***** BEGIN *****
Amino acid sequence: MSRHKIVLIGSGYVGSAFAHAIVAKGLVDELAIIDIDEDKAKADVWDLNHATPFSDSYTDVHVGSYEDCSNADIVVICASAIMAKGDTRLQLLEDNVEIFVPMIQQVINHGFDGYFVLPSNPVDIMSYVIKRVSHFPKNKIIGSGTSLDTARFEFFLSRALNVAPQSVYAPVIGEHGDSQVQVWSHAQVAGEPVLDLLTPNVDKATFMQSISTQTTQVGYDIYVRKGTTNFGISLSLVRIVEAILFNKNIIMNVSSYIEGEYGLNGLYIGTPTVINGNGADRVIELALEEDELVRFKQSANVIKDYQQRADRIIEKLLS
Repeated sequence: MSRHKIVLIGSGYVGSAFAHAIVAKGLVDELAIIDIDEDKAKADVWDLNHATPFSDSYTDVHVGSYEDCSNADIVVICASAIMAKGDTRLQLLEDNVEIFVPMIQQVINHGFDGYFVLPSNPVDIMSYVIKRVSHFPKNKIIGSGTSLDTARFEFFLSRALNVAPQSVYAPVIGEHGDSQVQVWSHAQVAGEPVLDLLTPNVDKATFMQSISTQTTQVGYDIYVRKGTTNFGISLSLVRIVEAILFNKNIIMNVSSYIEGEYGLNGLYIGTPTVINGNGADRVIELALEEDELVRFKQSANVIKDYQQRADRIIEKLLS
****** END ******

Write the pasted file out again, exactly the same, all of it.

Amino acid sequence: MSRHKIVLIGSGYVGSAFAHAIVAKGLVDELAIIDIDEDKAKADVWDLNHATPFSDSYTDVHVGSYEDCSNADIVVICASAIMAKGDTRLQLLEDNVEIFVPMIQQVINHGFDGYFVLPSNPVDIMSYVIKRVSHFPKNKIIGSGTSLDTARFEFFLSRALNVAPQSVYAPVIGEHGDSQVQVWSHAQVAGEPVLDLLTPNVDKATFMQSISTQTTQVGYDIYVRKGTTNFGISLSLVRIVEAILFNKNIIMNVSSYIEGEYGLNGLYIGTPTVINGNGADRVIELALEEDELVRFKQSANVIKDYQQRADRIIEKLLS
Repeated sequence: MSRHKIVLIGSGYVGSAFAHAIVAKGLVDELAIIDIDEDKAKADVWDLNHATPFSDSYTDVHVGSYEDCSNADIVVICASAIMAKGDTRLQLLEDNVEIFVPMIQQVINHGFDGYFVLPSNPVDIMSYVIKRVSHFPKNKIIGSGTSLDTARFEFFLSRALNVAPQSVYAPVIGEHGDSQVQVWSHAQVAGEPVLDLLTPNVDKATFMQSISTQTTQVGYDIYVRKGTTNFGISLSLVRIVEAILFNKNIIMNVSSYIEGEYGLNGLYIGTPTVINGNGADRVIELALEEDELVRFKQSANVIKDYQQRADRIIEKLLS